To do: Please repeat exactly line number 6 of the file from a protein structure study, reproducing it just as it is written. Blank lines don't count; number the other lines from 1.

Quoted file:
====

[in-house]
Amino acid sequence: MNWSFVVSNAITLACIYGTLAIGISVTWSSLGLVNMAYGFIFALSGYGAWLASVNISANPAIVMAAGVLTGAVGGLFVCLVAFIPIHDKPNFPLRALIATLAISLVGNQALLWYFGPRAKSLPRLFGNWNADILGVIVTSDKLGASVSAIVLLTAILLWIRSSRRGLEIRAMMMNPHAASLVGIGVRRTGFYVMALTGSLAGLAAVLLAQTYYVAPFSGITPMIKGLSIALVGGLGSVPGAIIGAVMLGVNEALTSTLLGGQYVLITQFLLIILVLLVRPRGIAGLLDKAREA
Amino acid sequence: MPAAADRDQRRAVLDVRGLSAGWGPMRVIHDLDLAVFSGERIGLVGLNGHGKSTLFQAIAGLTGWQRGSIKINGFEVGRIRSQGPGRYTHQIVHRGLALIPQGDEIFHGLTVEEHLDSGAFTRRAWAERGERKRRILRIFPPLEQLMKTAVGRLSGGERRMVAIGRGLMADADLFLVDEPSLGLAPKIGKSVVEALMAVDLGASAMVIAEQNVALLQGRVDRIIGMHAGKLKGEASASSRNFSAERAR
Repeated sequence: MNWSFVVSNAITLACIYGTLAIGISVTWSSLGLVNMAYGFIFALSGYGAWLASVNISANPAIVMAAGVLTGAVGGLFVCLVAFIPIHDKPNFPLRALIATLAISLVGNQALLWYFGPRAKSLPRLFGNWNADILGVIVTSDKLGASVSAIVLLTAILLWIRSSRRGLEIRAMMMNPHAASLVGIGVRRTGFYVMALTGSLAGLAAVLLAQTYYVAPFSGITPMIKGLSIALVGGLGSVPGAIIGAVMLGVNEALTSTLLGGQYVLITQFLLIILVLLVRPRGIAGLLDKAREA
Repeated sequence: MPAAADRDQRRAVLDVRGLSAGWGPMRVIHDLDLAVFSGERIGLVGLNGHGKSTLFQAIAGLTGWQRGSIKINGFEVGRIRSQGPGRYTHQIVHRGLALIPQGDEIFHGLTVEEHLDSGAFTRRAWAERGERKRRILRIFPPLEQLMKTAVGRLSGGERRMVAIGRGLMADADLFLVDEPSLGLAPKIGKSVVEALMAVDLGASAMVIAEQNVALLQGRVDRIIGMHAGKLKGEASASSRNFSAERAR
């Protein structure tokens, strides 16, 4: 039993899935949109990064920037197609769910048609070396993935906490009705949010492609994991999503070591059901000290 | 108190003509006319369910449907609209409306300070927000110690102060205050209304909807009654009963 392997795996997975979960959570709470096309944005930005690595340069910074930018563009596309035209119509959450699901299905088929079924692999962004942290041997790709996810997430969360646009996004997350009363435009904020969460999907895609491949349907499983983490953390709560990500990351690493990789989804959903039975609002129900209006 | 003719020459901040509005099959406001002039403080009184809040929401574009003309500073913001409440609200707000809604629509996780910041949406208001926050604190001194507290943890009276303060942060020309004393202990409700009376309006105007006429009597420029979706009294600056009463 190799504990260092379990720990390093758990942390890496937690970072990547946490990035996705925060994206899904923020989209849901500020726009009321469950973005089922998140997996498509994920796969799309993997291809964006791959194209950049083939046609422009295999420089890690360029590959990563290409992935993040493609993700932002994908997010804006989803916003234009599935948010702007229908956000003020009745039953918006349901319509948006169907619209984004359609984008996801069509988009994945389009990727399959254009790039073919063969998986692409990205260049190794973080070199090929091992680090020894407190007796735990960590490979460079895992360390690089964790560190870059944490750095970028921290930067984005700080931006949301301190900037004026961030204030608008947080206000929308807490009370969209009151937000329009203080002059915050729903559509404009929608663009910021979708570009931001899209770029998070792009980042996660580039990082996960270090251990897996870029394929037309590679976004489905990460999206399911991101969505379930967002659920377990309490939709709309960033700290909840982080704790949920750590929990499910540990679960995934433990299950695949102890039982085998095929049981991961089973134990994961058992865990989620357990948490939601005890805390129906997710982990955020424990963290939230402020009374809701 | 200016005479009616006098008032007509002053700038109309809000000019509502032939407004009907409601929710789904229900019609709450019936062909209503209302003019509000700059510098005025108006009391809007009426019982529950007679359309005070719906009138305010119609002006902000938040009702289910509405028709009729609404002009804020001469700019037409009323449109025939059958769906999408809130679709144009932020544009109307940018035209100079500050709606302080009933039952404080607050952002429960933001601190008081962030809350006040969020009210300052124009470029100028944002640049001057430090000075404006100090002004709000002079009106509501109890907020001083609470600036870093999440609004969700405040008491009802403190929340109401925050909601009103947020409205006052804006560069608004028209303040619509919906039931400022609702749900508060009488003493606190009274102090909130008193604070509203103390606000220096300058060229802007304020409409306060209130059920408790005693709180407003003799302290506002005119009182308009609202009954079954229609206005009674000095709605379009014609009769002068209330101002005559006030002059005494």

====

């Protein structure tokens, strides 16, 4: 039993899935949109990064920037197609769910048609070396993935906490009705949010492609994991999503070591059901000290 | 108190003509006319369910449907609209409306300070927000110690102060205050209304909807009654009963 392997795996997975979960959570709470096309944005930005690595340069910074930018563009596309035209119509959450699901299905088929079924692999962004942290041997790709996810997430969360646009996004997350009363435009904020969460999907895609491949349907499983983490953390709560990500990351690493990789989804959903039975609002129900209006 | 003719020459901040509005099959406001002039403080009184809040929401574009003309500073913001409440609200707000809604629509996780910041949406208001926050604190001194507290943890009276303060942060020309004393202990409700009376309006105007006429009597420029979706009294600056009463 190799504990260092379990720990390093758990942390890496937690970072990547946490990035996705925060994206899904923020989209849901500020726009009321469950973005089922998140997996498509994920796969799309993997291809964006791959194209950049083939046609422009295999420089890690360029590959990563290409992935993040493609993700932002994908997010804006989803916003234009599935948010702007229908956000003020009745039953918006349901319509948006169907619209984004359609984008996801069509988009994945389009990727399959254009790039073919063969998986692409990205260049190794973080070199090929091992680090020894407190007796735990960590490979460079895992360390690089964790560190870059944490750095970028921290930067984005700080931006949301301190900037004026961030204030608008947080206000929308807490009370969209009151937000329009203080002059915050729903559509404009929608663009910021979708570009931001899209770029998070792009980042996660580039990082996960270090251990897996870029394929037309590679976004489905990460999206399911991101969505379930967002659920377990309490939709709309960033700290909840982080704790949920750590929990499910540990679960995934433990299950695949102890039982085998095929049981991961089973134990994961058992865990989620357990948490939601005890805390129906997710982990955020424990963290939230402020009374809701 | 200016005479009616006098008032007509002053700038109309809000000019509502032939407004009907409601929710789904229900019609709450019936062909209503209302003019509000700059510098005025108006009391809007009426019982529950007679359309005070719906009138305010119609002006902000938040009702289910509405028709009729609404002009804020001469700019037409009323449109025939059958769906999408809130679709144009932020544009109307940018035209100079500050709606302080009933039952404080607050952002429960933001601190008081962030809350006040969020009210300052124009470029100028944002640049001057430090000075404006100090002004709000002079009106509501109890907020001083609470600036870093999440609004969700405040008491009802403190929340109401925050909601009103947020409205006052804006560069608004028209303040619509919906039931400022609702749900508060009488003493606190009274102090909130008193604070509203103390606000220096300058060229802007304020409409306060209130059920408790005693709180407003003799302290506002005119009182308009609202009954079954229609206005009674000095709605379009014609009769002068209330101002005559006030002059005494």